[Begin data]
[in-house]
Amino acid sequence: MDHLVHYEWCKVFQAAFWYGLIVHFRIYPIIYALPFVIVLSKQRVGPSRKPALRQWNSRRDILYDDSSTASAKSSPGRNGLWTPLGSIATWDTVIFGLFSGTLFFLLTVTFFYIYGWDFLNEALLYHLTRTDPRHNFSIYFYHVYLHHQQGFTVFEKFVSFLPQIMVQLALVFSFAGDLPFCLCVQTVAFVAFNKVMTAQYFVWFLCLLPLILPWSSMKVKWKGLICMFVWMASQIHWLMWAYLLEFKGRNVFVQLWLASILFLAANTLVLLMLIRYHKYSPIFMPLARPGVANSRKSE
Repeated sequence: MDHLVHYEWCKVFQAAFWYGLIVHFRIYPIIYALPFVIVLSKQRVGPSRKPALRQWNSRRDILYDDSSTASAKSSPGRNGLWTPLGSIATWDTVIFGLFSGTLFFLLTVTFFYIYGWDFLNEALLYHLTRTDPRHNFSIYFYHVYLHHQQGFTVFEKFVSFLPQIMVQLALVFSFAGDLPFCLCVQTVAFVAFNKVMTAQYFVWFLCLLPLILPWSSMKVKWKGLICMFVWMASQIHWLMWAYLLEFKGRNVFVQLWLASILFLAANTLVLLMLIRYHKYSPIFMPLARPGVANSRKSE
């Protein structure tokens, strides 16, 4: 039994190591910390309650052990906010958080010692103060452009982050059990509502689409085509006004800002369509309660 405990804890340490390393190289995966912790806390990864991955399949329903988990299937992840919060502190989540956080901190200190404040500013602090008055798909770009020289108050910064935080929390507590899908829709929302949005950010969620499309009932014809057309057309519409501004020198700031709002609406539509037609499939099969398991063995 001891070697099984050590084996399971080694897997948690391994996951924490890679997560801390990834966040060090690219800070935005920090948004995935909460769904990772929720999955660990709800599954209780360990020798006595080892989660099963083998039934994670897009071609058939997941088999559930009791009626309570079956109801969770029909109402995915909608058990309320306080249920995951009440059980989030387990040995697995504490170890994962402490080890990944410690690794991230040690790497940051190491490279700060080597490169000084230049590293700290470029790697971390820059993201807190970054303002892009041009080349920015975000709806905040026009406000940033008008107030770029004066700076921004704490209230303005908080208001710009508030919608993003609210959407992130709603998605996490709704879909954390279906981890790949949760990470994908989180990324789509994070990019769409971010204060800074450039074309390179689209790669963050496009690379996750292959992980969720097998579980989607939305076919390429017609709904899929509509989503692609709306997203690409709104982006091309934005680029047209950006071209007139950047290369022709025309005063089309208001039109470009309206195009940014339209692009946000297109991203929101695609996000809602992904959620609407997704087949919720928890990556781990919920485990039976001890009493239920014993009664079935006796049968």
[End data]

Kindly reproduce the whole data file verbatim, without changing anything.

[in-house]
Amino acid sequence: MDHLVHYEWCKVFQAAFWYGLIVHFRIYPIIYALPFVIVLSKQRVGPSRKPALRQWNSRRDILYDDSSTASAKSSPGRNGLWTPLGSIATWDTVIFGLFSGTLFFLLTVTFFYIYGWDFLNEALLYHLTRTDPRHNFSIYFYHVYLHHQQGFTVFEKFVSFLPQIMVQLALVFSFAGDLPFCLCVQTVAFVAFNKVMTAQYFVWFLCLLPLILPWSSMKVKWKGLICMFVWMASQIHWLMWAYLLEFKGRNVFVQLWLASILFLAANTLVLLMLIRYHKYSPIFMPLARPGVANSRKSE
Repeated sequence: MDHLVHYEWCKVFQAAFWYGLIVHFRIYPIIYALPFVIVLSKQRVGPSRKPALRQWNSRRDILYDDSSTASAKSSPGRNGLWTPLGSIATWDTVIFGLFSGTLFFLLTVTFFYIYGWDFLNEALLYHLTRTDPRHNFSIYFYHVYLHHQQGFTVFEKFVSFLPQIMVQLALVFSFAGDLPFCLCVQTVAFVAFNKVMTAQYFVWFLCLLPLILPWSSMKVKWKGLICMFVWMASQIHWLMWAYLLEFKGRNVFVQLWLASILFLAANTLVLLMLIRYHKYSPIFMPLARPGVANSRKSE
């Protein structure tokens, strides 16, 4: 039994190591910390309650052990906010958080010692103060452009982050059990509502689409085509006004800002369509309660 405990804890340490390393190289995966912790806390990864991955399949329903988990299937992840919060502190989540956080901190200190404040500013602090008055798909770009020289108050910064935080929390507590899908829709929302949005950010969620499309009932014809057309057309519409501004020198700031709002609406539509037609499939099969398991063995 001891070697099984050590084996399971080694897997948690391994996951924490890679997560801390990834966040060090690219800070935005920090948004995935909460769904990772929720999955660990709800599954209780360990020798006595080892989660099963083998039934994670897009071609058939997941088999559930009791009626309570079956109801969770029909109402995915909608058990309320306080249920995951009440059980989030387990040995697995504490170890994962402490080890990944410690690794991230040690790497940051190491490279700060080597490169000084230049590293700290470029790697971390820059993201807190970054303002892009041009080349920015975000709806905040026009406000940033008008107030770029004066700076921004704490209230303005908080208001710009508030919608993003609210959407992130709603998605996490709704879909954390279906981890790949949760990470994908989180990324789509994070990019769409971010204060800074450039074309390179689209790669963050496009690379996750292959992980969720097998579980989607939305076919390429017609709904899929509509989503692609709306997203690409709104982006091309934005680029047209950006071209007139950047290369022709025309005063089309208001039109470009309206195009940014339209692009946000297109991203929101695609996000809602992904959620609407997704087949919720928890990556781990919920485990039976001890009493239920014993009664079935006796049968």